A gritty tale of a drunken loser who finally develops some self-esteem when his violence escalates to murder.
All his life Pauli Bortolo has tried to get others to take him seriously, but his wild boasts have earned him nothing more than an embarrassing nickname. When fellow barfly Cadillac Joey Glass comes into Freddy’s Place complaining of marital woes, Pauli sees his chance: He’ll kill Joey’s wife’s lover, and everyone will have to respect him. He will be â€œBullshit” Pauli no more; he will be Pauli the Man. This decision triggers a rapid psychological deterioration. Soon his life is careening wildly off-course: His codependent wife has finally had enough, his union brothers are looking to make a very physical–and painful–example out of him, three different police detectives are searching for him, and a professional killer is close on his heels, just awaiting her moment. Tkachuck carefully interweaves these storylines to bring Pauli’s story to a dramatic climax. However, what momentum the story gains from this ambitious attempt is lost when the plot fails to unfold with substantial suspense. The author tends to assert that something is a character’s only possible course of action rather than to actually demonstrate it. Thus, Joey’s attempts to cope with his spiraling Pauli problem are determined by narrative necessity rather than logic or common sense. Similarly, the intelligence of Dusty Rhodes, the primary detective in pursuit of Pauli, dips only when the tale’s suspense needs a boost. Only two of Tkachuck’s characters are even somewhat sympathetic: Stella (Pauli’s battered wife) and Moses (a homeless man with a tragic history whom Pauli frames). Others remain one-dimensional, lacking clear motivation and leaving little to motivate the reader to stick with the story long enough to appreciate the ultimately dovetailing of the different storylines.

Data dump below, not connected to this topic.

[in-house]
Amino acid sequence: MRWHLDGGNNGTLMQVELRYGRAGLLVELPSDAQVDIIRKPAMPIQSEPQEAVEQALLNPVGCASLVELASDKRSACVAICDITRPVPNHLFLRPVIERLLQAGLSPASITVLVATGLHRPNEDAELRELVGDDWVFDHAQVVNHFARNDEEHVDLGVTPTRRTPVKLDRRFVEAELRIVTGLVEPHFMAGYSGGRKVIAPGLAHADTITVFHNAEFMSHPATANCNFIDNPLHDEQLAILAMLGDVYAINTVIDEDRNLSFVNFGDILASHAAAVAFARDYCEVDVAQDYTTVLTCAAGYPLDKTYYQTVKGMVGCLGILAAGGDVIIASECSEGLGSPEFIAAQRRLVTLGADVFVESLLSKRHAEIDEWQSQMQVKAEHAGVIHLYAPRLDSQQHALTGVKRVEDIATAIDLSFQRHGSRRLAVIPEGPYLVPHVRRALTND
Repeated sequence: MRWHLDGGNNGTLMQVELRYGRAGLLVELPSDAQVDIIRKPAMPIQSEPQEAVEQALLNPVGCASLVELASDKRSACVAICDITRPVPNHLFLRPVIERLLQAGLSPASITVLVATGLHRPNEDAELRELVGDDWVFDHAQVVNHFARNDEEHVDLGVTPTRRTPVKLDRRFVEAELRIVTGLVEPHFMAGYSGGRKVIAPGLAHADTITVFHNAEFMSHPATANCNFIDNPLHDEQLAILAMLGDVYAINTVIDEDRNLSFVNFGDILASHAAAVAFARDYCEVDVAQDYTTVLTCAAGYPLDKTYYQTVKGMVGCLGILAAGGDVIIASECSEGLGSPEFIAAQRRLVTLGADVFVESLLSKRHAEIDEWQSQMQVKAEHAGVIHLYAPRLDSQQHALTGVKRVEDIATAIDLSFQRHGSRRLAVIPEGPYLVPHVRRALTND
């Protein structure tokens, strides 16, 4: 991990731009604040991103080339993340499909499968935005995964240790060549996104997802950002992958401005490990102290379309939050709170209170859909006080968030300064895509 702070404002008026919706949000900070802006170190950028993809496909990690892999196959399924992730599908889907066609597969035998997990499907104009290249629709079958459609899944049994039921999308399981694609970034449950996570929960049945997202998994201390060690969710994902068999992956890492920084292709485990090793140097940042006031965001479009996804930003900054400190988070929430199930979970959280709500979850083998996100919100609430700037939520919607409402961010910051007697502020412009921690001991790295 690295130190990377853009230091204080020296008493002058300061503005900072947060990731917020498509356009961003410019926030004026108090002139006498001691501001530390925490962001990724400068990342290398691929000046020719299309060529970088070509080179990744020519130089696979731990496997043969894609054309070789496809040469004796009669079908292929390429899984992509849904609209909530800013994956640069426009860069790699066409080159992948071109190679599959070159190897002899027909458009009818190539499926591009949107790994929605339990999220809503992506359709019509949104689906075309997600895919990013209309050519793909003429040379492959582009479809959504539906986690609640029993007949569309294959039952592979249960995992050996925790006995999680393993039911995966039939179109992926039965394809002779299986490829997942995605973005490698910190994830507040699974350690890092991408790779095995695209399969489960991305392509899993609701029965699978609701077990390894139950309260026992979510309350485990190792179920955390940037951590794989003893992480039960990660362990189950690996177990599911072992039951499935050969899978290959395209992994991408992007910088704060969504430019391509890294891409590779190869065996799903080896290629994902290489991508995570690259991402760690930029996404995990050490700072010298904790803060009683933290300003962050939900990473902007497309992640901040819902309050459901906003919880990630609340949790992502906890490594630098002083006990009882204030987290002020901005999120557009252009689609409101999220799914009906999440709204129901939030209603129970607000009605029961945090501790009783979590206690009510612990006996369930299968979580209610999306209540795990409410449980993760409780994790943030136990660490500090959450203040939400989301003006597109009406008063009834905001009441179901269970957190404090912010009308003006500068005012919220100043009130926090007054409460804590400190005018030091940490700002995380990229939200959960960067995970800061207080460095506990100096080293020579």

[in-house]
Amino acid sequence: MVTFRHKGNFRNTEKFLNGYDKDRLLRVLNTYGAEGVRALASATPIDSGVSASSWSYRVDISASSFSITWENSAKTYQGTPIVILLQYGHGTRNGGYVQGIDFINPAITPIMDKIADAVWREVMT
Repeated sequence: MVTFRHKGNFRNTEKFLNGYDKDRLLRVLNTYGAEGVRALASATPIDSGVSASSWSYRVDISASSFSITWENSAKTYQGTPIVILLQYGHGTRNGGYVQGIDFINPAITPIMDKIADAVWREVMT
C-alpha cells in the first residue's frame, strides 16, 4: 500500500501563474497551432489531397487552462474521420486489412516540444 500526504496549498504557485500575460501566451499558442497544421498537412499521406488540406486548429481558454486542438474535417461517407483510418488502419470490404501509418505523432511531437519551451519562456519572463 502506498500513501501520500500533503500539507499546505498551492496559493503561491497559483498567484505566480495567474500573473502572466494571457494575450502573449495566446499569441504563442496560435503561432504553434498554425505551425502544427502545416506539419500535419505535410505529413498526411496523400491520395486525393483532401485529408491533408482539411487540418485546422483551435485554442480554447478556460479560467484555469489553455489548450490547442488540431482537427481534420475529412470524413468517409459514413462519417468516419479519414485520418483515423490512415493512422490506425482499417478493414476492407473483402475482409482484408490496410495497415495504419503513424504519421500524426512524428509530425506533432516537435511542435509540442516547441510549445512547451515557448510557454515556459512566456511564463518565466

A thin story overloaded with exposition and undermined by thin character delineation.